It’s nice to see a great Canadian company hitting the hockey stick part of their growth curve.
Research in Motion added almost 400,000 subscribers last quarter to reach 2 million, after getting to 1 million in February of this year. The company generated more than $90 million in profit on sales of $366 million. The market cap today is $15 billion. Executives say the company is focusing on reaching 5 million then 10 million subscribers.
One of the co-CEOs was on Kudlow and Cramer the other night. He said they now have an application development platform and that next year they will be offering location-aware services.
I already use my Blackberry for Google phonebook searches, using the integrated web browser. (I also use Google SMS). But the thought of location aware Google Local or Yahoo Local searches on my Blackberry really gets me excited.
I’ve gone through 4 RIM Blackberries since they were introduced and absolutely love them. The thumb key pad is awesome–I can type more than 50 words per minute now. And I can take notes everywhere without pulling out a laptop and booting up. (At church I always feel a need to explain to church goers around me that I’m taking notes–not playing games.)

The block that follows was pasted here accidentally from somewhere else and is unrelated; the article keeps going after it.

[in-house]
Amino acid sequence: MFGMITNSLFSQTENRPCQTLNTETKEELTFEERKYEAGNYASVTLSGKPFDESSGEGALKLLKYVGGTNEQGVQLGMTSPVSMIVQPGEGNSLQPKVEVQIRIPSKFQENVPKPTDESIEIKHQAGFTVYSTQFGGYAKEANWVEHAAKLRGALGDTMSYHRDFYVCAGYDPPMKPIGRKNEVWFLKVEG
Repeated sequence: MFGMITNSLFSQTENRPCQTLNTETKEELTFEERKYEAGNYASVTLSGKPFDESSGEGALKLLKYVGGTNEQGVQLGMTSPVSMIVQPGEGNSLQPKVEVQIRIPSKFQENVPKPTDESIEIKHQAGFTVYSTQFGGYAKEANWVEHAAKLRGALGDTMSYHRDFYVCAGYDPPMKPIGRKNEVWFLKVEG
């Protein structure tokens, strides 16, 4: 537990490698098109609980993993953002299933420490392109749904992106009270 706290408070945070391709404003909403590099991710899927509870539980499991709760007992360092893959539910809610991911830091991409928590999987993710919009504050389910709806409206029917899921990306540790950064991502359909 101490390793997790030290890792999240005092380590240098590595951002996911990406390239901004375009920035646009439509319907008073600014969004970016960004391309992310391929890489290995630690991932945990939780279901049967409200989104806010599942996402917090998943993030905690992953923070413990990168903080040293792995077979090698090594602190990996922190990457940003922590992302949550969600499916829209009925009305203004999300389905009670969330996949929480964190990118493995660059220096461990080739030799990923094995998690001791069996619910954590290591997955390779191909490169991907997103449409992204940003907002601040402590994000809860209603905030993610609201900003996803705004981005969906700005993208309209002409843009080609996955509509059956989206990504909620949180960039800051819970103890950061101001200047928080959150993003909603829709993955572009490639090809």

Until I saw a news release a few months back about Lexis data being made available to Blackberry users, I hadn’t consider that the Blackberry could be a development platform for all kinds of third party software and data services. But since I consider it the most usable of all the portable computing devices I have used (because of the thumb keypad, the scroll wheel, and the integration of cell phone services with the address book and email), I’m definitely going to investigate their application development environment further.
I have said this before and I will say it again–the single best productivity investment an entrepreneur can make is to purchase a Blackberry and stop using desktop computer time for email. I seem to get an extra 1-2 hours of productivity each day from my Blackberry.